Arguably, this invocation (presumably quoted rather than coined by the apostle) is the same voice of “the Spirit and the bride” we read in Revelation — in other words the understanding of the Church as the ‘waiting bride’ was a very early tradition. Certainly we would not have to look far for the sources of such a tradition, for of course it is as old as the Old Testament itself.

Marriage and Salvation
It would be fair to say, furthermore, that Paul’s ‘marital’ understanding of the relationship between Christ and the Church is central to his soteriology — his understanding of salvation.
In Romans 7, for example, the Christian community is likened to a woman whose husband has died, freeing her to marry another.
2 For example, by law a married woman is bound to her husband as long as he is alive, but if her husband dies, she is released from the law of marriage. 3 So then, if she marries another man while her husband is still alive, she is called an adulteress. But if her husband dies, she is released from that law and is not an adulteress, even though she marries another man. (Rom 7:2-3)
The illustration is complex, however, because the Church is itself depicted as dying:
4 So, my brothers, you also died to the law through the body of Christ, that you might belong to another, to him who was raised from the dead, in order that we might bear fruit to God. (Rom 7:4)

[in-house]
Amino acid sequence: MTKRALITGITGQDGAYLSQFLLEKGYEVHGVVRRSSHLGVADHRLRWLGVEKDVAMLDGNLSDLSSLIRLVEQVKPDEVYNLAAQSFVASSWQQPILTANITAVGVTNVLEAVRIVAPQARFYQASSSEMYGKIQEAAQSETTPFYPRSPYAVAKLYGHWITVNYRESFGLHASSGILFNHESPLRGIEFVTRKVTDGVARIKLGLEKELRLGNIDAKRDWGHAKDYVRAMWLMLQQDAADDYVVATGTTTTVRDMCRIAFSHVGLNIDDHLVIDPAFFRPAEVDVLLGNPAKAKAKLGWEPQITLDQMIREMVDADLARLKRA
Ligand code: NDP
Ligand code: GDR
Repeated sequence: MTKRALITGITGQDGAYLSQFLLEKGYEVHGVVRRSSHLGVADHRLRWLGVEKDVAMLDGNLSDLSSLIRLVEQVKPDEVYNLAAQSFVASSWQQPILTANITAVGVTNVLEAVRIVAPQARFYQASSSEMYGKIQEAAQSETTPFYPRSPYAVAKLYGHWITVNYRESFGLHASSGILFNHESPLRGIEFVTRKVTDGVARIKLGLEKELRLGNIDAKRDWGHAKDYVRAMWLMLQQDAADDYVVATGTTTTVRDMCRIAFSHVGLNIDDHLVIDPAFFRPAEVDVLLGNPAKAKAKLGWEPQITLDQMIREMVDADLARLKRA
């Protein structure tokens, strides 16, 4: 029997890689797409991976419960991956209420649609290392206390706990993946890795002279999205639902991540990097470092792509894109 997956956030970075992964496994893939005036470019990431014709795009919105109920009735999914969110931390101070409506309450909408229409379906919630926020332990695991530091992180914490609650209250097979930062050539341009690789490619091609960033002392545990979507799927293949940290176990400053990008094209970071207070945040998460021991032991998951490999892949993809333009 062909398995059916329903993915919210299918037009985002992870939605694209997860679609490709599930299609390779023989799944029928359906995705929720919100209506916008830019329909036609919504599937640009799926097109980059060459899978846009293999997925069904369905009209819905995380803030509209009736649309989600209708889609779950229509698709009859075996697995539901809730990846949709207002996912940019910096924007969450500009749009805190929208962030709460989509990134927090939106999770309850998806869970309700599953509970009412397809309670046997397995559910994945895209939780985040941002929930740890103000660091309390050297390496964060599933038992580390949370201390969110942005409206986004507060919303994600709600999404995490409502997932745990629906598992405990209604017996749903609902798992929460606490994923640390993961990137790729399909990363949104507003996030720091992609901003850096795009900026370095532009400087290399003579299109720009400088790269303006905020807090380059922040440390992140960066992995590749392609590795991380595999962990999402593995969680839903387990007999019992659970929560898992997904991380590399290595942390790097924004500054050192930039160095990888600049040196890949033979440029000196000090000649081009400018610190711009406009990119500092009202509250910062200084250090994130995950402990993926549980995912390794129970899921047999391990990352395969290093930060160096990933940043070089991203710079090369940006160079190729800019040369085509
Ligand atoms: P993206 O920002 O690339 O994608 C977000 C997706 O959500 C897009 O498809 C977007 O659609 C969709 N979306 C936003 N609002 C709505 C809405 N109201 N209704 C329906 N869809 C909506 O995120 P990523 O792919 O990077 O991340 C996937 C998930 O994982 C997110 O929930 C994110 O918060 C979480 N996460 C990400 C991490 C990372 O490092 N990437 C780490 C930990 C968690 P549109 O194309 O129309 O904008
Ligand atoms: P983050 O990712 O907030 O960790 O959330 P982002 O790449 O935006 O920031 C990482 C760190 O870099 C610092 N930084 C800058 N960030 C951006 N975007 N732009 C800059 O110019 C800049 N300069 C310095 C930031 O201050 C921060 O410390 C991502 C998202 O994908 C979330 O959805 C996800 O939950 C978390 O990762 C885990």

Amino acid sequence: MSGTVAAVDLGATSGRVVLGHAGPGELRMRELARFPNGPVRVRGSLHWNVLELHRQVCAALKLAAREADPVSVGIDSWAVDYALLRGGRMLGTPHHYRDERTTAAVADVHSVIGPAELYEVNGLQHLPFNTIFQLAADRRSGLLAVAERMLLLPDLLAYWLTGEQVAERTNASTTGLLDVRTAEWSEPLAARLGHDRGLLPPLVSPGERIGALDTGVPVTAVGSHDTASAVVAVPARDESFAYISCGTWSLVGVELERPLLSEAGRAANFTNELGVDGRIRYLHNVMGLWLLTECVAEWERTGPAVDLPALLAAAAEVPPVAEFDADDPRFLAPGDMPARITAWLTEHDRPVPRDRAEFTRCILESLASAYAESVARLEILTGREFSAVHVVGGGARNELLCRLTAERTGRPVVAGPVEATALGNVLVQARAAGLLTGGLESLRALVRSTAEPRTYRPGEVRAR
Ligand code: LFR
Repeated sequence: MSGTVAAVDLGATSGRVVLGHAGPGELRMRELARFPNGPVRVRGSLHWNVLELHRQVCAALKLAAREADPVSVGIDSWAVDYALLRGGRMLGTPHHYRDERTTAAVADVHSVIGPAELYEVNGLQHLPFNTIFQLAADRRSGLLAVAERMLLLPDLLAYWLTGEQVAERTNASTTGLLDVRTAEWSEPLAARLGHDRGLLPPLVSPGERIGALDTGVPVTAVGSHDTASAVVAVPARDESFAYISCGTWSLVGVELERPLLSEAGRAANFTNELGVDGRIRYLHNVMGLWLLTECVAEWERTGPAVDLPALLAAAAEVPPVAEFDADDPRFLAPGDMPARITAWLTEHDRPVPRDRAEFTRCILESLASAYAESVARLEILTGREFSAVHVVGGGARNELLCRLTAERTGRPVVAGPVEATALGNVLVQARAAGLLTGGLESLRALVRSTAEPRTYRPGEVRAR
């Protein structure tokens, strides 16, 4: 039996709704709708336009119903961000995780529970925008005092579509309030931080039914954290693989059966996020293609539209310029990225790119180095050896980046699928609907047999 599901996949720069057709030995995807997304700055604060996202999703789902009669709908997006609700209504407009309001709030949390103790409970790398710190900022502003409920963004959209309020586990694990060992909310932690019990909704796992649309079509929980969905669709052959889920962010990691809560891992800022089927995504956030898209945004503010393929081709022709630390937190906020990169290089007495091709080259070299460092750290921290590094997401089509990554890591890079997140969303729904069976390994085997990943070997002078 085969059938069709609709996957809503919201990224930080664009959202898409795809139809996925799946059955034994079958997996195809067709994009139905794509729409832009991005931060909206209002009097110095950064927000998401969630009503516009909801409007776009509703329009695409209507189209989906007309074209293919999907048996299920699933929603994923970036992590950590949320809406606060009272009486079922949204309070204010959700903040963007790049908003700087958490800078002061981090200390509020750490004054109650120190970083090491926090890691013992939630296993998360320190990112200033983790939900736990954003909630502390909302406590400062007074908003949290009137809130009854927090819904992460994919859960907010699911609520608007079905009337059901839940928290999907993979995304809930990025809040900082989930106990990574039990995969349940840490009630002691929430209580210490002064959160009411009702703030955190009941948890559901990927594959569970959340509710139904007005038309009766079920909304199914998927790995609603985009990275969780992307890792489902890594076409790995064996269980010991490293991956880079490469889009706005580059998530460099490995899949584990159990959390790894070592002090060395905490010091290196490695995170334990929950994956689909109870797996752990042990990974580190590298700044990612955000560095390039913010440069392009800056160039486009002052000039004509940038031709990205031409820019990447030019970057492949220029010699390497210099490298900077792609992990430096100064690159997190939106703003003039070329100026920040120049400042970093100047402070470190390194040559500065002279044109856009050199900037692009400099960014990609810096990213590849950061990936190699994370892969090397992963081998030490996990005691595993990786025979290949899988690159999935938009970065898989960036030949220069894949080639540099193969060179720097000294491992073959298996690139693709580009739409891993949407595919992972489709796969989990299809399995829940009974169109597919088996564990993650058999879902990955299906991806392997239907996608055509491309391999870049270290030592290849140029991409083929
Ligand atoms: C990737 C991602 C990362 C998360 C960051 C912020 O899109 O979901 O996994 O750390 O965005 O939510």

This may seem muddled, but the complication arises because Christ is both the husband who has died and the live husband. When he dies, he dies under the law — he is in the place of our first ‘husband’. But we also die with him (a fact expressed by our baptism ‘into his death’).
The same background thinking is present in Galatians :
19 ... through the law I died to the law so that I might live for God. 20 I have been crucified with Christ and I no longer live, but Christ lives in me. (Gal 2:19-20a)
13 Christ redeemed us from the curse of the law by becoming a curse for us, for it is written: “Cursed is everyone who is hung on a tree.” (Gal 3:13)
Our old ‘husband’, the law of sin and death, dies on the cross when Christ dies for us. What is often overlooked, however, is that not only does Christ die for us, but we die with him. There is an identity between the ‘sinful sinner’ (namely ourselves) and the ‘sinless sin-bearer’ who is Christ. And this identification depends on the marital relationship between the Redeemer and the redeemed.

The Body of Christ